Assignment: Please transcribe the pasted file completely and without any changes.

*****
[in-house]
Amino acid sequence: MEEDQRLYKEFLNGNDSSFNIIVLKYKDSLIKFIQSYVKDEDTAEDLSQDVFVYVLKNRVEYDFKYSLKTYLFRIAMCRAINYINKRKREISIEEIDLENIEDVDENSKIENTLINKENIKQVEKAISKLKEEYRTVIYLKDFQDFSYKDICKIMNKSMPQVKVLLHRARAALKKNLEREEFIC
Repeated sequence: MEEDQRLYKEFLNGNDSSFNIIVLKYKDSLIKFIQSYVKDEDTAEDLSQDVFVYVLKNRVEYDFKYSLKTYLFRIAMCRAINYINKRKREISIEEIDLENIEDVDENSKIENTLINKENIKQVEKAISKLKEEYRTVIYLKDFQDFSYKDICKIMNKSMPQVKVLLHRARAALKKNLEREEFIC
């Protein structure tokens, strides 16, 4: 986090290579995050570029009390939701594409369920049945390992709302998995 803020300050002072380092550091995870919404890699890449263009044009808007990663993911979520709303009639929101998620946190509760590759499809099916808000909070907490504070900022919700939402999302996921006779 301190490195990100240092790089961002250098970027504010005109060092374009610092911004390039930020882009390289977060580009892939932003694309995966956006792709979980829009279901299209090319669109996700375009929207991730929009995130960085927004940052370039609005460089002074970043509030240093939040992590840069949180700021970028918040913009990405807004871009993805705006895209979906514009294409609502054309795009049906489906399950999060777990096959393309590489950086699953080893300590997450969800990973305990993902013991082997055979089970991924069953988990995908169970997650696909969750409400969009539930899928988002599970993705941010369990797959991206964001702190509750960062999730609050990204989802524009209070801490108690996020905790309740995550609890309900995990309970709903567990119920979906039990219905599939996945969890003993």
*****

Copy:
[in-house]
Amino acid sequence: MEEDQRLYKEFLNGNDSSFNIIVLKYKDSLIKFIQSYVKDEDTAEDLSQDVFVYVLKNRVEYDFKYSLKTYLFRIAMCRAINYINKRKREISIEEIDLENIEDVDENSKIENTLINKENIKQVEKAISKLKEEYRTVIYLKDFQDFSYKDICKIMNKSMPQVKVLLHRARAALKKNLEREEFIC
Repeated sequence: MEEDQRLYKEFLNGNDSSFNIIVLKYKDSLIKFIQSYVKDEDTAEDLSQDVFVYVLKNRVEYDFKYSLKTYLFRIAMCRAINYINKRKREISIEEIDLENIEDVDENSKIENTLINKENIKQVEKAISKLKEEYRTVIYLKDFQDFSYKDICKIMNKSMPQVKVLLHRARAALKKNLEREEFIC
């Protein structure tokens, strides 16, 4: 986090290579995050570029009390939701594409369920049945390992709302998995 803020300050002072380092550091995870919404890699890449263009044009808007990663993911979520709303009639929101998620946190509760590759499809099916808000909070907490504070900022919700939402999302996921006779 301190490195990100240092790089961002250098970027504010005109060092374009610092911004390039930020882009390289977060580009892939932003694309995966956006792709979980829009279901299209090319669109996700375009929207991730929009995130960085927004940052370039609005460089002074970043509030240093939040992590840069949180700021970028918040913009990405807004871009993805705006895209979906514009294409609502054309795009049906489906399950999060777990096959393309590489950086699953080893300590997450969800990973305990993902013991082997055979089970991924069953988990995908169970997650696909969750409400969009539930899928988002599970993705941010369990797959991206964001702190509750960062999730609050990204989802524009209070801490108690996020905790309740995550609890309900995990309970709903567990119920979906039990219905599939996945969890003993």